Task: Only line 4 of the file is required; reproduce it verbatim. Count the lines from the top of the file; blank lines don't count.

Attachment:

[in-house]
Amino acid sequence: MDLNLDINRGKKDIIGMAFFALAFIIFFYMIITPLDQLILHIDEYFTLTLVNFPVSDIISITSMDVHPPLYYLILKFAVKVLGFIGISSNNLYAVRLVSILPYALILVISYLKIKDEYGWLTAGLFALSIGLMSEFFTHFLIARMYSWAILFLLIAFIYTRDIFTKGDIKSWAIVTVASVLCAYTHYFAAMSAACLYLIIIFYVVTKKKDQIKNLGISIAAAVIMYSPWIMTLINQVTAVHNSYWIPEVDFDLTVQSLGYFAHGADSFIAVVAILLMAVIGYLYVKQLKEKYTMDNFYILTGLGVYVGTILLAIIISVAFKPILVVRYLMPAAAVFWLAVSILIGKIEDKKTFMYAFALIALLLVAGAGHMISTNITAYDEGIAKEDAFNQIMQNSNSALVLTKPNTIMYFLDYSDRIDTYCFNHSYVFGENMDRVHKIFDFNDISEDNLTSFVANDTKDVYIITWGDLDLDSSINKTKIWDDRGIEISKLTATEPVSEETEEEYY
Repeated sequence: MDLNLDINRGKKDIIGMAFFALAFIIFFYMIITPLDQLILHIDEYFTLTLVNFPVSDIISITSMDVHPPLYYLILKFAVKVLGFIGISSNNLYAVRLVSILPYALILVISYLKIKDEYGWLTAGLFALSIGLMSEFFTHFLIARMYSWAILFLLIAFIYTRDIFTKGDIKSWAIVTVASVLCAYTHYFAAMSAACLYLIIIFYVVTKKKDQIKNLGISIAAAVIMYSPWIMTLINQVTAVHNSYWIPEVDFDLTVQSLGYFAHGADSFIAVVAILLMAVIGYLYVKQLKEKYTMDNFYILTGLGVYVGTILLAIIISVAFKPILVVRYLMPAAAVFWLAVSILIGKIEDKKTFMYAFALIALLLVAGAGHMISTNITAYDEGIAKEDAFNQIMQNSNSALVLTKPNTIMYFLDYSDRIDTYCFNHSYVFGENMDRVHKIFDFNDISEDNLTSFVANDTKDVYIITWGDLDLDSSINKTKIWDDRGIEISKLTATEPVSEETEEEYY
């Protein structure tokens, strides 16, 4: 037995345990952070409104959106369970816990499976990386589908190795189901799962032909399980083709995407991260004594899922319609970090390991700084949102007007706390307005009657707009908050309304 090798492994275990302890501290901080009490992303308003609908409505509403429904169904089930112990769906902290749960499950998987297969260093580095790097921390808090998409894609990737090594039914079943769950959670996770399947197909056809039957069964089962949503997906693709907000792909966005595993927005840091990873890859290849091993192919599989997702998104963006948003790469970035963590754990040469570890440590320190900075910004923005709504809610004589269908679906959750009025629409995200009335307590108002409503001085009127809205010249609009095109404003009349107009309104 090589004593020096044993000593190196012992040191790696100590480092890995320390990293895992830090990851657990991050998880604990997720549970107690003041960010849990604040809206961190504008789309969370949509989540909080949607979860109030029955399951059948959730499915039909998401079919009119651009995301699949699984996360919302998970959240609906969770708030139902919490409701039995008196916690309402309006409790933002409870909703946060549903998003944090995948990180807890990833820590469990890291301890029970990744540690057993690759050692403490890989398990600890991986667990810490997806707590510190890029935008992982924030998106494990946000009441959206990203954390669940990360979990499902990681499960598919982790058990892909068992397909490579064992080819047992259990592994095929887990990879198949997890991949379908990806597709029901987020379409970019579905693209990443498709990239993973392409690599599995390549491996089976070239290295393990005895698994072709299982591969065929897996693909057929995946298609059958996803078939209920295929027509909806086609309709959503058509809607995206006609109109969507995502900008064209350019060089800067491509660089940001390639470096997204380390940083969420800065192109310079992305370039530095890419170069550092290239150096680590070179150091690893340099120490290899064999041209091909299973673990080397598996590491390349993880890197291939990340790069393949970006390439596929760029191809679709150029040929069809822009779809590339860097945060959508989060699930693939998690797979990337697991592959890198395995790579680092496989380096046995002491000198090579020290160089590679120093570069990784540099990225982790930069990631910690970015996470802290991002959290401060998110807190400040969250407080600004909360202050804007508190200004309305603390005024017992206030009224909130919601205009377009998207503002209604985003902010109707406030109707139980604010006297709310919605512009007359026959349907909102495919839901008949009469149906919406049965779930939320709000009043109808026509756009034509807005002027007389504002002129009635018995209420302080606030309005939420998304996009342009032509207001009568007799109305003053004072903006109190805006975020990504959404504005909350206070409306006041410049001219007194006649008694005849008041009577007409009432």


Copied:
């Protein structure tokens, strides 16, 4: 037995345990952070409104959106369970816990499976990386589908190795189901799962032909399980083709995407991260004594899922319609970090390991700084949102007007706390307005009657707009908050309304 090798492994275990302890501290901080009490992303308003609908409505509403429904169904089930112990769906902290749960499950998987297969260093580095790097921390808090998409894609990737090594039914079943769950959670996770399947197909056809039957069964089962949503997906693709907000792909966005595993927005840091990873890859290849091993192919599989997702998104963006948003790469970035963590754990040469570890440590320190900075910004923005709504809610004589269908679906959750009025629409995200009335307590108002409503001085009127809205010249609009095109404003009349107009309104 090589004593020096044993000593190196012992040191790696100590480092890995320390990293895992830090990851657990991050998880604990997720549970107690003041960010849990604040809206961190504008789309969370949509989540909080949607979860109030029955399951059948959730499915039909998401079919009119651009995301699949699984996360919302998970959240609906969770708030139902919490409701039995008196916690309402309006409790933002409870909703946060549903998003944090995948990180807890990833820590469990890291301890029970990744540690057993690759050692403490890989398990600890991986667990810490997806707590510190890029935008992982924030998106494990946000009441959206990203954390669940990360979990499902990681499960598919982790058990892909068992397909490579064992080819047992259990592994095929887990990879198949997890991949379908990806597709029901987020379409970019579905693209990443498709990239993973392409690599599995390549491996089976070239290295393990005895698994072709299982591969065929897996693909057929995946298609059958996803078939209920295929027509909806086609309709959503058509809607995206006609109109969507995502900008064209350019060089800067491509660089940001390639470096997204380390940083969420800065192109310079992305370039530095890419170069550092290239150096680590070179150091690893340099120490290899064999041209091909299973673990080397598996590491390349993880890197291939990340790069393949970006390439596929760029191809679709150029040929069809822009779809590339860097945060959508989060699930693939998690797979990337697991592959890198395995790579680092496989380096046995002491000198090579020290160089590679120093570069990784540099990225982790930069990631910690970015996470802290991002959290401060998110807190400040969250407080600004909360202050804007508190200004309305603390005024017992206030009224909130919601205009377009998207503002209604985003902010109707406030109707139980604010006297709310919605512009007359026959349907909102495919839901008949009469149906919406049965779930939320709000009043109808026509756009034509807005002027007389504002002129009635018995209420302080606030309005939420998304996009342009032509207001009568007799109305003053004072903006109190805006975020990504959404504005909350206070409306006041410049001219007194006649008694005849008041009577007409009432």